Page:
This article was written by Chris Pitson, Julian Bolger and Connor Fitzgibbon.
Queensland’s Retail Shop Leases and Other Commercial Leases (COVID-19 Emergency Response) Regulation 2020 (Regulations) has been amended – extending its effect to the months of October, November and December in 2020.
This alert takes a closer look at two of the key differences in the way the Regulations treat the extension period compared to the initial response period and at some of the finer points on how deferrals, rent increases and rent relief negotiations are impacted.
At a glance:
- extended operation – the amendments introduce an additional period of operation for the Regulations between 1 October 2020 and 31 December 2020.
- comparison to original response period – the new extension period is largely treated in the same way as the initial ‘response period’ of 29 March 2020 to 30 September 2020 (e.g. landlords prohibited from taking prescribed actions, obligations to negotiate rent relief), but there are two key differences:
- additional eligibility hurdle – for a lease to be an ‘affected lease’ during the extension period, the tenant needs to now also qualify for the new JobKeeper scheme (in addition to the original eligibility requirements); and
- no rent waiver obligation – unlike the initial response period, rent relief offered for the extension period does not have to include a waiver of rent (i.e. the relief offered can be deferral only).
- no automatic application of previously agreed rent relief – tenants with an ‘affected lease’ during the extension period may request to negotiate the rent payable under the lease for the extension period, the Regulations do not automatically apply or extend arrangements agreed for the initial response period into the extension period.
- continued freeze of rent reviews – rent reviews under an ‘affected lease’ which were due to occur during the initial response period or extension period remain frozen until (and can only take effect after) 31 December 2020.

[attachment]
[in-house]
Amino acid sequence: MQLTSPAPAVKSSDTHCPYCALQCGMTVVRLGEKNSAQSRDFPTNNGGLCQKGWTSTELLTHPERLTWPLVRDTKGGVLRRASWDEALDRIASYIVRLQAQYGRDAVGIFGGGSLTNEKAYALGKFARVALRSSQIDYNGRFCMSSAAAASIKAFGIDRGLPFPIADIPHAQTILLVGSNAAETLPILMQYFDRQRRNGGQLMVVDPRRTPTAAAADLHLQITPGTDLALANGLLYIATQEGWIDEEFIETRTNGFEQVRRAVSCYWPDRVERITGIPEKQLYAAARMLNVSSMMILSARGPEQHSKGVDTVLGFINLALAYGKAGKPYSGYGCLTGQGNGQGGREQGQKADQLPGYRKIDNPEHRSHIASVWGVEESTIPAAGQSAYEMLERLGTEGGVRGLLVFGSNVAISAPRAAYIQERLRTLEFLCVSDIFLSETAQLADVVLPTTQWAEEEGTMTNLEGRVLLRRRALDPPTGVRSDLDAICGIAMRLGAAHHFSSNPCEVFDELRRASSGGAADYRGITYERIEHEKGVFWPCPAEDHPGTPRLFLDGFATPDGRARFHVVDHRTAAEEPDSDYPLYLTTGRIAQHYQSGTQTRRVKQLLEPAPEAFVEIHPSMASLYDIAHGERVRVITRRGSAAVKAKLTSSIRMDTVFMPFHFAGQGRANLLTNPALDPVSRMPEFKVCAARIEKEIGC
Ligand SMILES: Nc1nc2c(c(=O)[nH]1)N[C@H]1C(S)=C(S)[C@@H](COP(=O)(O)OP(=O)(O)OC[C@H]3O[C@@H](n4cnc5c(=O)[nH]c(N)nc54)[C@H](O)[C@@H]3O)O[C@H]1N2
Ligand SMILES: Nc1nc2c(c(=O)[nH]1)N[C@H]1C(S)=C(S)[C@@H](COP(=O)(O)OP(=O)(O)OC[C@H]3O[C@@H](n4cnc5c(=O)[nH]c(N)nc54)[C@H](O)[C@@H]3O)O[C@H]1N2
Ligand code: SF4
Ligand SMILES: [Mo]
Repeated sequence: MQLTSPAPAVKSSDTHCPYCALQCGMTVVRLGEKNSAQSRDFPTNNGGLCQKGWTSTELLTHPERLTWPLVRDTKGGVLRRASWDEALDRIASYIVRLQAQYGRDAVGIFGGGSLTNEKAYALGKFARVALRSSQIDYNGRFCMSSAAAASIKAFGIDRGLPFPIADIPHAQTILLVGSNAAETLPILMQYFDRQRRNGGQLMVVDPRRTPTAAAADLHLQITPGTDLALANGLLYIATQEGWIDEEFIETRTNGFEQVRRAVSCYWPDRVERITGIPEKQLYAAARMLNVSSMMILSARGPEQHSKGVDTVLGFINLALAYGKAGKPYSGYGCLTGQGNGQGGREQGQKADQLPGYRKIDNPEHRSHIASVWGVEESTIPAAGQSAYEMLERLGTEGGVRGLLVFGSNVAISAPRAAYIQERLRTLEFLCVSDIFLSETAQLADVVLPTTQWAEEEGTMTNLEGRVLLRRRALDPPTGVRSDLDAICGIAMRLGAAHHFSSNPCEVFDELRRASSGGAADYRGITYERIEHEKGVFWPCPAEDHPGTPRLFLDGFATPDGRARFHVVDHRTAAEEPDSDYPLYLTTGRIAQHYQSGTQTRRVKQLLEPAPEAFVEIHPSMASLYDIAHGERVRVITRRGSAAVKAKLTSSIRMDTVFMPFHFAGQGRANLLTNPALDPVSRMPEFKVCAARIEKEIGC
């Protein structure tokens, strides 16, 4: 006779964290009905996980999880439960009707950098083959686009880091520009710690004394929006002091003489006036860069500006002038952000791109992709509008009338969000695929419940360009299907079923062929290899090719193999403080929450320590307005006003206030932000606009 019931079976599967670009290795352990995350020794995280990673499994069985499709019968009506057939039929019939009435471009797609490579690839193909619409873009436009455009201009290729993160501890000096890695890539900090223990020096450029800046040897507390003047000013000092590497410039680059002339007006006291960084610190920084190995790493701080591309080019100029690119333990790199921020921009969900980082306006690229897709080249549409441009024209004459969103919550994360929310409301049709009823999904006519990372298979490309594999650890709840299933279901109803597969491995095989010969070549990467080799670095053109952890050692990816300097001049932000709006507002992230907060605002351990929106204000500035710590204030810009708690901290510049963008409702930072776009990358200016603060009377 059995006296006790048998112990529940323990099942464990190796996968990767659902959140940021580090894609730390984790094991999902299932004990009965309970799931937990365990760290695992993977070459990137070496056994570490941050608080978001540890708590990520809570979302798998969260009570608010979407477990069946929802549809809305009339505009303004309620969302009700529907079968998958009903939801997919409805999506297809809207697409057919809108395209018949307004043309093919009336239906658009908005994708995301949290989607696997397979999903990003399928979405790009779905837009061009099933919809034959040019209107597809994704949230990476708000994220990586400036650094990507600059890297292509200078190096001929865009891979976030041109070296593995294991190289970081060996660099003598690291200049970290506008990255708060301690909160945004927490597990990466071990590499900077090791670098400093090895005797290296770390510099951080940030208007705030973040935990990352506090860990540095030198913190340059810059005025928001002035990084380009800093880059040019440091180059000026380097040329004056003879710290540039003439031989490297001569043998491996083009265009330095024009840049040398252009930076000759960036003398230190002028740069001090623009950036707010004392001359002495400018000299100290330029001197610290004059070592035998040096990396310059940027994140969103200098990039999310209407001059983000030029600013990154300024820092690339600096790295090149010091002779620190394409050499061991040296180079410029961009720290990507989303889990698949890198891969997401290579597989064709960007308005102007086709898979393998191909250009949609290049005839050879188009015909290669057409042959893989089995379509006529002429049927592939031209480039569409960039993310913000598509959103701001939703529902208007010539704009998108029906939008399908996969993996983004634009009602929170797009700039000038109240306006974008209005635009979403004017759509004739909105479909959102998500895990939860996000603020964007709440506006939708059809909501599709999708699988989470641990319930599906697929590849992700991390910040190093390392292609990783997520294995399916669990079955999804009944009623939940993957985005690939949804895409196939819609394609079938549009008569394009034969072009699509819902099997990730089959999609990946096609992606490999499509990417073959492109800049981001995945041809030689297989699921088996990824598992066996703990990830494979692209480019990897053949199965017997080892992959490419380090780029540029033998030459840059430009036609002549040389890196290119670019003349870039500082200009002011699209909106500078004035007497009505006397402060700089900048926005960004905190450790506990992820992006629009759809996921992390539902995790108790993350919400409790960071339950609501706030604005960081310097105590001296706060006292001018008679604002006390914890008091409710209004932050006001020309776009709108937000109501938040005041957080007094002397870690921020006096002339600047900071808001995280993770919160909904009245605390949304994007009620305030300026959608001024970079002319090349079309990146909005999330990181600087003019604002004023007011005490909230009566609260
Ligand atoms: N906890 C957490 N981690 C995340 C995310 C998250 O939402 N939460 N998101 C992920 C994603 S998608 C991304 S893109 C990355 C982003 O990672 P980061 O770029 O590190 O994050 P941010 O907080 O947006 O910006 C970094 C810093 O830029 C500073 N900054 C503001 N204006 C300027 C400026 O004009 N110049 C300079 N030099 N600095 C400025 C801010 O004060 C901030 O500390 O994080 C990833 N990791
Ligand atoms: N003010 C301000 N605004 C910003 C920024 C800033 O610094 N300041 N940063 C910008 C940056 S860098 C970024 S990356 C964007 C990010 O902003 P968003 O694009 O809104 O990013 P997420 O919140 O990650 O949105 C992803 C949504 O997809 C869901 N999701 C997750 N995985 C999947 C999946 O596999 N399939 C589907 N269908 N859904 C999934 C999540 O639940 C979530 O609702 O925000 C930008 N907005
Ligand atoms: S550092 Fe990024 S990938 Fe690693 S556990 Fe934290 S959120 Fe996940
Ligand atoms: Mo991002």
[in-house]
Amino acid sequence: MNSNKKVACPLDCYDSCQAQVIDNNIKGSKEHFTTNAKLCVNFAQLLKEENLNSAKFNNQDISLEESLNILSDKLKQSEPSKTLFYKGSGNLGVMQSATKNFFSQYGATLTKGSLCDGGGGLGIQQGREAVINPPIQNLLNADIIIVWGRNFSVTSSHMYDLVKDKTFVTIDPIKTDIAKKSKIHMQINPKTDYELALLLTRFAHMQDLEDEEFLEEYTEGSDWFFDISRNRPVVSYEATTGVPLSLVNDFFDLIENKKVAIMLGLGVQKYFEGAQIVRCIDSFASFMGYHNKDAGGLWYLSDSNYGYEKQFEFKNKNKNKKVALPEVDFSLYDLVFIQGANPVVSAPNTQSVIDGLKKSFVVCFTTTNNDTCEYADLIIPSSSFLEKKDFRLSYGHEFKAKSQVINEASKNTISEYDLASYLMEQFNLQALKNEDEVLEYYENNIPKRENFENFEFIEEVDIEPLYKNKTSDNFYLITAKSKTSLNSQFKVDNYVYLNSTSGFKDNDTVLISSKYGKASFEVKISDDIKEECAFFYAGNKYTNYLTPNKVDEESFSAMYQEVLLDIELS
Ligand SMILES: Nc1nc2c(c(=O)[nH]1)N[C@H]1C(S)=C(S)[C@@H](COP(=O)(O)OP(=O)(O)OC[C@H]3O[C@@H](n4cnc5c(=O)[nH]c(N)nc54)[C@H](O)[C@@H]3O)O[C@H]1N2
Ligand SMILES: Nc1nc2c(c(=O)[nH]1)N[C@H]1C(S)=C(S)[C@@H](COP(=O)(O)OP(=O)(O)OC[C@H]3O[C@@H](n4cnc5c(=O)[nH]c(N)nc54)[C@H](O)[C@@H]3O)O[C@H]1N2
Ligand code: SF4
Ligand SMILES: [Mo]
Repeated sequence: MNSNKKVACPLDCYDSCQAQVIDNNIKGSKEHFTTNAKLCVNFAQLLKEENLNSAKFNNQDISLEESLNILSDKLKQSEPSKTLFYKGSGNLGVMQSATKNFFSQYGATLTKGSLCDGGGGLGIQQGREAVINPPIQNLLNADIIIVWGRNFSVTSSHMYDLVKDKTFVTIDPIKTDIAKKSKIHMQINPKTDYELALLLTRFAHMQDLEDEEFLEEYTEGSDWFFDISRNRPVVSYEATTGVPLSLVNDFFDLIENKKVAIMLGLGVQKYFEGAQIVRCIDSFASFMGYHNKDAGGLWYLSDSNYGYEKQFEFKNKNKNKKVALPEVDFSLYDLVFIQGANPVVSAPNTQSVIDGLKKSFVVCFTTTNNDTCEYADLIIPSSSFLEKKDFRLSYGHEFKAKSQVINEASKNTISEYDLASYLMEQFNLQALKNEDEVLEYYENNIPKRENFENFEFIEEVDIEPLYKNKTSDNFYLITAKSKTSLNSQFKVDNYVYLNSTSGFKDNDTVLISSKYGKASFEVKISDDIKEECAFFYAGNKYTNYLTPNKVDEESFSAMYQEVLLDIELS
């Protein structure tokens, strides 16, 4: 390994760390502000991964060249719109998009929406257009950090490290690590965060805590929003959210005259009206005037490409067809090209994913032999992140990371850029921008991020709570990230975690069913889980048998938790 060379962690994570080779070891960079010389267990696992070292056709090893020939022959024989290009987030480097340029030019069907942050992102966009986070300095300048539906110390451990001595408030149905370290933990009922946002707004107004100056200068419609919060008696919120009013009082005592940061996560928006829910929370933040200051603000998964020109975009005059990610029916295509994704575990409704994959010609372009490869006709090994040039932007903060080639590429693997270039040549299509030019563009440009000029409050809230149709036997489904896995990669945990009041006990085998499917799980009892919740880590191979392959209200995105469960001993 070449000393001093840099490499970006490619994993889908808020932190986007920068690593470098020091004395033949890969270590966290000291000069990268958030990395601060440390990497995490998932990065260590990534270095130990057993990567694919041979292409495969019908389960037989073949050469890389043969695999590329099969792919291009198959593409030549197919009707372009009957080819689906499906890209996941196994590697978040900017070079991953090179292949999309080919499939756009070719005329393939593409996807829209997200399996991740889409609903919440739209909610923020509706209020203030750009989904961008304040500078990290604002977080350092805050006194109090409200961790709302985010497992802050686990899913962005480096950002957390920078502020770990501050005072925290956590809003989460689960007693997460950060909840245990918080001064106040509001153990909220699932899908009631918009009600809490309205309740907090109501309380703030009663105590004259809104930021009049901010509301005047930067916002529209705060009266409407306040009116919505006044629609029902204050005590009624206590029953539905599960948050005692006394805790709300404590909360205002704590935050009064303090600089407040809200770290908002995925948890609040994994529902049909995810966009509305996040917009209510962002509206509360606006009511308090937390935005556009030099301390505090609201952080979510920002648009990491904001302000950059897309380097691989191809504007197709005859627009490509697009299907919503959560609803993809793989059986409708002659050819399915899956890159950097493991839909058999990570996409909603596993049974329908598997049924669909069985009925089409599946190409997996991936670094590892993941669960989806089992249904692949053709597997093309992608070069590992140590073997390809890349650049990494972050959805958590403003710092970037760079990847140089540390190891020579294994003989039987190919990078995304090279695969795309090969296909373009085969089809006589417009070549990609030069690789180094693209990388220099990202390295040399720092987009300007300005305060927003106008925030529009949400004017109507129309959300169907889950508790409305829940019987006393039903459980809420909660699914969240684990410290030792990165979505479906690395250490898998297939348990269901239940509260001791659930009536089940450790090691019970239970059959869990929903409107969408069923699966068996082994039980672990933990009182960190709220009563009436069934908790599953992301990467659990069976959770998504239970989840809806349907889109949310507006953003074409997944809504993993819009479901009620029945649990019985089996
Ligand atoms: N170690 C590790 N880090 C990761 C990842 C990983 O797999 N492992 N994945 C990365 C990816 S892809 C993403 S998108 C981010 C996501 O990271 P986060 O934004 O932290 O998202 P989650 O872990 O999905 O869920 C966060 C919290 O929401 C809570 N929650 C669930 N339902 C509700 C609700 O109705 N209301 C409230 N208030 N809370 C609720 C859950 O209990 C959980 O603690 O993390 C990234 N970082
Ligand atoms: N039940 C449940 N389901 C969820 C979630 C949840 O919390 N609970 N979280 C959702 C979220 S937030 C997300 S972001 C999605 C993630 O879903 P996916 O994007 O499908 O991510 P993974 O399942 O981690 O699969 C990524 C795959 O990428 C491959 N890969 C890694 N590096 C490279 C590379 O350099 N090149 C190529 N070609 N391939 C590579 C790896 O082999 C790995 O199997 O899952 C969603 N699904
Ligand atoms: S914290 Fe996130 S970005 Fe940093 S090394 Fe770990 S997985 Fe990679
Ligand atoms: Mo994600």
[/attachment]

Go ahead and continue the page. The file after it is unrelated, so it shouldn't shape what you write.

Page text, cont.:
- repayment date for initial response period deferrals not extended – rent deferrals agreed in respect of the initial response period can remain repayable from 1 October 2020 (i.e. no further extension to repayment dates for those deferrals).
A quick look back – how did we get here?
The Regulations were introduced on 28 May 2020 in order to implement the National Cabinet Mandatory Code of Conduct for SME Commercial Leasing, with an initial period of operation from 29 March until 30 September 2020 (inclusive) (Initial Response Period).
The Regulations broadly:
- provided a framework for landlords and tenants of ‘affected leases’ to negotiate rent relief;
- prohibited landlords from taking prescribed actions against tenants of ‘affected leases’ for failure to pay rent during the Initial Response Period; and
- froze any rent reviews due to occur during the Initial Response Period.
See also our May alert for our further commentary on the Regulations as originally passed.
On 29 September 2020 (just before the expiry of the Initial Response Period), amendments to the Regulations were passed – effectively extending the operation of the Regulations out until 31 December 2020 (the additional period from 1 October 2020 to 31 December 2020 being the Extension Period).
What are the two key differences between the requirements for the ‘Extension Period’ by comparison to the ‘Initial Response Period’?
Extra eligibility hurdle
The amendments introduce a new eligibility requirement for ‘affected leases’ during the Extension Period, such that a relevant tenant must now be eligible for the JobKeeper scheme that runs from 28 September 2020 until 4 January 2021. Generally, this will require tenants to show that their current GST turnover has declined by the relevant shortfall percentage (generally 30%) in the September 2020 quarter relative to a comparable period (generally the corresponding quarter in 2019).
This is in addition to the continuing original eligibility requirements, being:
- the lease must be a retail shop lease or a lease wholly or predominantly for carrying on the business of the tenant;
- the lease must have been current and binding on the tenant as at 28 May 2020;
- the tenant must be an SME entity (i.e. an entity with an anticipated turnover for the current financial year of less than $50m, or an actual turnover for the previous financial year of less than $50m); and
- the tenant must have been eligible for the initial JobKeeper scheme.